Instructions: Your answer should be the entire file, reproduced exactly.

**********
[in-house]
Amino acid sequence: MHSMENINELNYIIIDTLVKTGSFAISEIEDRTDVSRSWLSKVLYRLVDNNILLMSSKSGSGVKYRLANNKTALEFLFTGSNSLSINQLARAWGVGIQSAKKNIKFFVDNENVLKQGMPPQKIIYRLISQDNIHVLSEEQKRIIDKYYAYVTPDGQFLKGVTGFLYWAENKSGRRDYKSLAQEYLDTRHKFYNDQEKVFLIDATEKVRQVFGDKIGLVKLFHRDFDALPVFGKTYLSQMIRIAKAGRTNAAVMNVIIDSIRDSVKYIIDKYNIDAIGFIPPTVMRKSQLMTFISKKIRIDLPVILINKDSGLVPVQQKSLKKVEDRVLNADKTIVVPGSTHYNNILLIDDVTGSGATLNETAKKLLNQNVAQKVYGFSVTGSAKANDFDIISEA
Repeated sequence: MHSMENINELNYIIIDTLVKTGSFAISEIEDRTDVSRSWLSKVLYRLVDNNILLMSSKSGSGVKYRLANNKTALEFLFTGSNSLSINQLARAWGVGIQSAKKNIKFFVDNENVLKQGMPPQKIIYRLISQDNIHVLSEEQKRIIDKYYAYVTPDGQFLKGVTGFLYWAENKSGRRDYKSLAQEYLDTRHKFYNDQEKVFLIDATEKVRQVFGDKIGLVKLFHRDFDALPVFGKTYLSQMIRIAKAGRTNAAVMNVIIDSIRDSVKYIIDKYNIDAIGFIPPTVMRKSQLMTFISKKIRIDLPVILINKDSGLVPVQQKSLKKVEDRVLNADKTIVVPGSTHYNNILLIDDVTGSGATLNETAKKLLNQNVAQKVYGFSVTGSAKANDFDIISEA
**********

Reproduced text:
[in-house]
Amino acid sequence: MHSMENINELNYIIIDTLVKTGSFAISEIEDRTDVSRSWLSKVLYRLVDNNILLMSSKSGSGVKYRLANNKTALEFLFTGSNSLSINQLARAWGVGIQSAKKNIKFFVDNENVLKQGMPPQKIIYRLISQDNIHVLSEEQKRIIDKYYAYVTPDGQFLKGVTGFLYWAENKSGRRDYKSLAQEYLDTRHKFYNDQEKVFLIDATEKVRQVFGDKIGLVKLFHRDFDALPVFGKTYLSQMIRIAKAGRTNAAVMNVIIDSIRDSVKYIIDKYNIDAIGFIPPTVMRKSQLMTFISKKIRIDLPVILINKDSGLVPVQQKSLKKVEDRVLNADKTIVVPGSTHYNNILLIDDVTGSGATLNETAKKLLNQNVAQKVYGFSVTGSAKANDFDIISEA
Repeated sequence: MHSMENINELNYIIIDTLVKTGSFAISEIEDRTDVSRSWLSKVLYRLVDNNILLMSSKSGSGVKYRLANNKTALEFLFTGSNSLSINQLARAWGVGIQSAKKNIKFFVDNENVLKQGMPPQKIIYRLISQDNIHVLSEEQKRIIDKYYAYVTPDGQFLKGVTGFLYWAENKSGRRDYKSLAQEYLDTRHKFYNDQEKVFLIDATEKVRQVFGDKIGLVKLFHRDFDALPVFGKTYLSQMIRIAKAGRTNAAVMNVIIDSIRDSVKYIIDKYNIDAIGFIPPTVMRKSQLMTFISKKIRIDLPVILINKDSGLVPVQQKSLKKVEDRVLNADKTIVVPGSTHYNNILLIDDVTGSGATLNETAKKLLNQNVAQKVYGFSVTGSAKANDFDIISEA